Skip to content

Bug of the Week: Green Lacewing Life Cycle

Today's find is the egg of a green lacewing.

lacewing-egg-croppedLacewing eggs are pretty easy to identify because they are on the end of a hair-like stalk.

A few months ago I found a good example of a lacewing cocoon. Time to make an green lacewing life cycle infographic!

lacewing-life-cycleInfographicGreen lacewings are considered to be beneficial insects because the larvae are predators of scales, whiteflies, aphids, small caterpillars and other potentially pesty insects.

The pupa stage forms within a cocoon that is usually hidden on a branch or twig. The lacewing cocoon may be mistaken for a spider egg case because the silk resembles spider web.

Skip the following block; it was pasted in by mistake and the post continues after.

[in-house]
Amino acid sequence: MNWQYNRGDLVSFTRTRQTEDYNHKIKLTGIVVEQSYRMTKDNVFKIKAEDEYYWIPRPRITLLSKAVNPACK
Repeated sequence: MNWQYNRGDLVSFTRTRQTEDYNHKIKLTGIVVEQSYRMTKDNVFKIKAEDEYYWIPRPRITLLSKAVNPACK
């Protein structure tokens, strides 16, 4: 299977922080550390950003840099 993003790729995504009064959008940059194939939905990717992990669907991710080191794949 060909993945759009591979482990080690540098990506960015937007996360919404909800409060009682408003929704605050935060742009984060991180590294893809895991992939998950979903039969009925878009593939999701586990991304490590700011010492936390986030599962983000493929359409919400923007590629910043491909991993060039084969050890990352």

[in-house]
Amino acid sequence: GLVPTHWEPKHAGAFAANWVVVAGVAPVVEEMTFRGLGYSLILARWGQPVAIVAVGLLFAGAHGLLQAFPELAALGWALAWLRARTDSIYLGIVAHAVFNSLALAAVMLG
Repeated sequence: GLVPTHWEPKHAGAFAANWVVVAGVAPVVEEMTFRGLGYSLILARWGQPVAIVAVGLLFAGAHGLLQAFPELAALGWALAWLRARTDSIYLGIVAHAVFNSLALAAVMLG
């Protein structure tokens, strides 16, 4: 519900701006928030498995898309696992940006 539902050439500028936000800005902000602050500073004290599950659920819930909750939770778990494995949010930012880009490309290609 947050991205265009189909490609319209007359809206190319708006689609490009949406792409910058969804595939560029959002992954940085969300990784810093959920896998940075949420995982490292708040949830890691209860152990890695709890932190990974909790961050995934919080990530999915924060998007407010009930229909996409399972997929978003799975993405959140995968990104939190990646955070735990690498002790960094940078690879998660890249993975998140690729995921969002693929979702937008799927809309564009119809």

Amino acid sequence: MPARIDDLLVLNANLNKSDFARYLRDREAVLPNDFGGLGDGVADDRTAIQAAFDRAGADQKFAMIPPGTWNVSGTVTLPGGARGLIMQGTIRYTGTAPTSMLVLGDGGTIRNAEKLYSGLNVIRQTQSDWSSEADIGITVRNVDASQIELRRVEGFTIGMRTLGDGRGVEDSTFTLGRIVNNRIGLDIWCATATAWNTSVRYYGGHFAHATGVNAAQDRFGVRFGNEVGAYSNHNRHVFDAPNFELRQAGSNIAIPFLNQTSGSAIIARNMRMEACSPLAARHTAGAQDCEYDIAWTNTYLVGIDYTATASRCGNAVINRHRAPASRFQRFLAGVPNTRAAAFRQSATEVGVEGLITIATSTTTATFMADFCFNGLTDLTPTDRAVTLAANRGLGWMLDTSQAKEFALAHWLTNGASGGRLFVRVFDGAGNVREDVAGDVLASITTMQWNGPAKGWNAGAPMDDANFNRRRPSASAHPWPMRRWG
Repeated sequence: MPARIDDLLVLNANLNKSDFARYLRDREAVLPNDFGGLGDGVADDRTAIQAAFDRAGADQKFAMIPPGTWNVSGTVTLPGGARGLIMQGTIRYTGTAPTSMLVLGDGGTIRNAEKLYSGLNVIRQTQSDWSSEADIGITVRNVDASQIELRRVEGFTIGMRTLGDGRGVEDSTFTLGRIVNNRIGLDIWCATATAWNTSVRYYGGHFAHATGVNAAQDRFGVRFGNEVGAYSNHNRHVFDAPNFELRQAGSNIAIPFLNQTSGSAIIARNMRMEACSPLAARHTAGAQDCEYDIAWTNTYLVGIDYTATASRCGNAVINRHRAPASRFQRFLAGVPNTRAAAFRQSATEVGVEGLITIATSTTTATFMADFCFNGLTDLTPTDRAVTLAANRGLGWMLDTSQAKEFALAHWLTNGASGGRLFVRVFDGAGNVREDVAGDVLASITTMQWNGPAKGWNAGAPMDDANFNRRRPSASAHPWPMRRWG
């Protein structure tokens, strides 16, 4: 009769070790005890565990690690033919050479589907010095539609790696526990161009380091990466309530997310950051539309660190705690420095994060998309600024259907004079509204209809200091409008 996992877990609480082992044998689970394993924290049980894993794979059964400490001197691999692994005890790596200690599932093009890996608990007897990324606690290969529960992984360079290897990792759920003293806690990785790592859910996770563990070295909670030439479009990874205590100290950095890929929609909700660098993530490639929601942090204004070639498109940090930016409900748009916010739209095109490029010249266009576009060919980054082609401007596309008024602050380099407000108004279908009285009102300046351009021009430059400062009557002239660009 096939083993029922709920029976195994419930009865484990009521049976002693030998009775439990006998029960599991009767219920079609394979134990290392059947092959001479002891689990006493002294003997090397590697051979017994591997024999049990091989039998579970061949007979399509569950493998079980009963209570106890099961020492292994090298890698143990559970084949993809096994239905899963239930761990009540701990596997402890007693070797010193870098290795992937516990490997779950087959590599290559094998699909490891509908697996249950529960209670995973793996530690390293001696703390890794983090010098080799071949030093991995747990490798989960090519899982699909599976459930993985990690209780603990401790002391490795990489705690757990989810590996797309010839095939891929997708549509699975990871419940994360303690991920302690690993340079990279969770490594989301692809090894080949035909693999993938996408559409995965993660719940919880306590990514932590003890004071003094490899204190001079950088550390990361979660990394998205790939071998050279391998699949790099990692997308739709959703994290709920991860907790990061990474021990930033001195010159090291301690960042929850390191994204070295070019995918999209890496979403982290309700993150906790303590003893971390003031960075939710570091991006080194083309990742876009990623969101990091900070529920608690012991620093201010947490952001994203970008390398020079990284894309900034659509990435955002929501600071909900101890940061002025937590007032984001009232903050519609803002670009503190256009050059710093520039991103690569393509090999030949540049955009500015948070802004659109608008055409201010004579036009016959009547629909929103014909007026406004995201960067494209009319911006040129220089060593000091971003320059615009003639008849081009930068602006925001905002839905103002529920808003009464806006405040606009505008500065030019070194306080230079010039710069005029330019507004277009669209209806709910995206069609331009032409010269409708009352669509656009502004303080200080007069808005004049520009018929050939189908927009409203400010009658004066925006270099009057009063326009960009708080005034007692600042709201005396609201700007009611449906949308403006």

The adults are light green with delicate wings and golden eyes. If disturbed from a leaf they will fly during the day, but are more active at night. The females generally lay their eggs at night.

We'll probably be seeing more and more of these as our weather warms and the wildflowers start to bloom. Just a few more weeks.

2 thoughts on “Bug of the Week: Green Lacewing Life Cycle

Leave a Reply

Your email address will not be published. Required fields are marked *